Tributes were planned at Florida’s Kennedy Space Center Friday marking 25 years to the day that the shuttle Challenger exploded, killing seven astronauts and forever altering US perceptions about the risks of human spaceflight.
A 9:00 am (1400 GMT) a memorial service at Cape Canaveral visitor’s complex has been planned to honor the crew of the doomed space shuttle, organized by the Astronauts Memorial Foundation.
Speakers at the event is June Scobee Rodgers, widow of astronaut Dick Scobee who was the commander of the doomed space vessel.
The event comes one day after a national day of remembrance Thursday for the Challenger astronauts reminded the country of the wrenching events of January 28, 1986, when the country watched in horror as the Challenger exploded 73 seconds after liftoff, killing all seven astronauts on board.
Engineers later determined that the blast was caused by the failure of a joint seal due to cold weather.
Some believe that the Challenger tragedy set in motion the space program’s slow decline, with no manned flights from American soil planned after the shuttle is retired later this year.
The high profile space mission included the first teacher, Christa McAuliffe, to embark on a mission to space. Her widower, Steven McAuliffe, issued a statement Thursday urging the nation not to focus on the tragic accident, but to instead remember why she decided to join the Challenger crew in the first place.
“Christa confidently and joyfully embraced life, no less than her friends and colleagues on Challenger, and no less than the crews of Columbia, Apollo 1, and all of those people who courageously follow their own paths every day,” he said.
The Cape Canaveral ceremony is a second day of observances in honor of the Challenger and its crew, after a ceremony Thursday held at Arlington National Cemetery outside of Washington, DC.
President Barack Obama issued a statement Thursday marking the solemn occasion.
“We have seen that achieving great things sometimes comes at great cost and we mourn the brave astronauts who made the ultimate sacrifice in support of NASA missions throughout the agency’s storied history,” Obama said.
“We pause to reflect on the tragic loss of the Apollo 1 crew, those who boarded the space shuttle Challenger in search of a brighter future, and the brave souls who perished on the space shuttle Columbia.”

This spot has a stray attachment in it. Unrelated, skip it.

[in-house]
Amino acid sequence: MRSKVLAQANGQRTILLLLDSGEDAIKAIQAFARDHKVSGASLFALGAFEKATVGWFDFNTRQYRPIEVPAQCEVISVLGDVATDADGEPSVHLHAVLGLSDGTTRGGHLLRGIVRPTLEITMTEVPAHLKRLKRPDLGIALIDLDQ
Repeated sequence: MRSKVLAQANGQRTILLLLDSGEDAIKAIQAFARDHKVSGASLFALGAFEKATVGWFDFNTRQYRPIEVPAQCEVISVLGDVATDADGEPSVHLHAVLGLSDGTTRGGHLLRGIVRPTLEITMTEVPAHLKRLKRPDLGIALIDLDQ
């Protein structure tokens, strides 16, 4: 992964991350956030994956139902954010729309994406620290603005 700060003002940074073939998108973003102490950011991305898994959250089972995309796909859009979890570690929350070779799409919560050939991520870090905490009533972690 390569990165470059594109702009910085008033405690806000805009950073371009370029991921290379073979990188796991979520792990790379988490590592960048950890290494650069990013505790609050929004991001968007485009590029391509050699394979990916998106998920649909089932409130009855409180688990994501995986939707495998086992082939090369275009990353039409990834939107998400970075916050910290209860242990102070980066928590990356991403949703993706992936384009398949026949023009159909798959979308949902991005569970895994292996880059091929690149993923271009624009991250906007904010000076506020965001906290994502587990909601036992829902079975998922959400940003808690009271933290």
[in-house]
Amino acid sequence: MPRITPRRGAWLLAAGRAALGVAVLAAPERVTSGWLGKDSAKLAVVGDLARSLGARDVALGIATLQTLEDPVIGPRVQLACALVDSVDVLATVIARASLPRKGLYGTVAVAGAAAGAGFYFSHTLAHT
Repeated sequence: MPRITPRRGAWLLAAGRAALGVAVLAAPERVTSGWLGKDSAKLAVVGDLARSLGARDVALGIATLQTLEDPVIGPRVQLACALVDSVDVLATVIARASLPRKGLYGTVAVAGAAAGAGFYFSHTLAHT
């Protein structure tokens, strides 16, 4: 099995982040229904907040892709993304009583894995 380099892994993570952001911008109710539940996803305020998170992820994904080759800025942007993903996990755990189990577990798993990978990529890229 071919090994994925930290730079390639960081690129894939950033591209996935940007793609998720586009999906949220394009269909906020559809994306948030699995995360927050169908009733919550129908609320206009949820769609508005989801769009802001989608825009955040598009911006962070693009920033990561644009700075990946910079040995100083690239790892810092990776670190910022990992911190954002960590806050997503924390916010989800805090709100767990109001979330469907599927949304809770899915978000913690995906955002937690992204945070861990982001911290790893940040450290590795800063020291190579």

A total of 24 people have been killed while supporting the space agency’s mission since 1964, NASA said.
Among them were seven astronauts killed aboard the Columbia in 2003 when the space shuttle disintegrated upon re-entry to Earth due to a damaged heat shield that was compromised by a broken off piece of insulation.
Three astronauts died aboard the Apollo 1 in 1967 when a fire broke out during a launch pad test.
“This year marks the 25th anniversary of the loss of Challenger — a tragedy that caused us to completely re-think our systems and processes as we worked to make the shuttle safer,” said NASA chief Charles Bolden.
“The nation will never forget January 28, 1986, nor its indelible images.”
Bolden attended a wreath-laying ceremony at Arlington National Cemetery outside Washington on Thursday, and flags at NASA stations were flown at half-mast.
“NASA has learned hard lessons from each of our tragedies, and they are lessons that we will continue to keep at the forefront of our work as we continuously strive for a culture of safety that will help us avoid our past mistakes and heed warnings while corrective measures are possible,” Bolden said.
“The legacy of those who have perished is present every day in our work and inspires generations of new space explorers.”
The United States plans to retire its space shuttle program this year. The shuttle Discovery is set to launch on February 24, followed by Endeavour on April 18.
If the space agency can secure the funding from Congress, a final voyage to the International Space Station is scheduled for Atlantis at the end of June.
The shuttles made a major contribution to the construction of the ISS, a multibillion dollar project begun in 1998 and financed largely by the United States.
After the fleet is retired, international space agencies will have to rely on Russian space capsules for access to the ISS.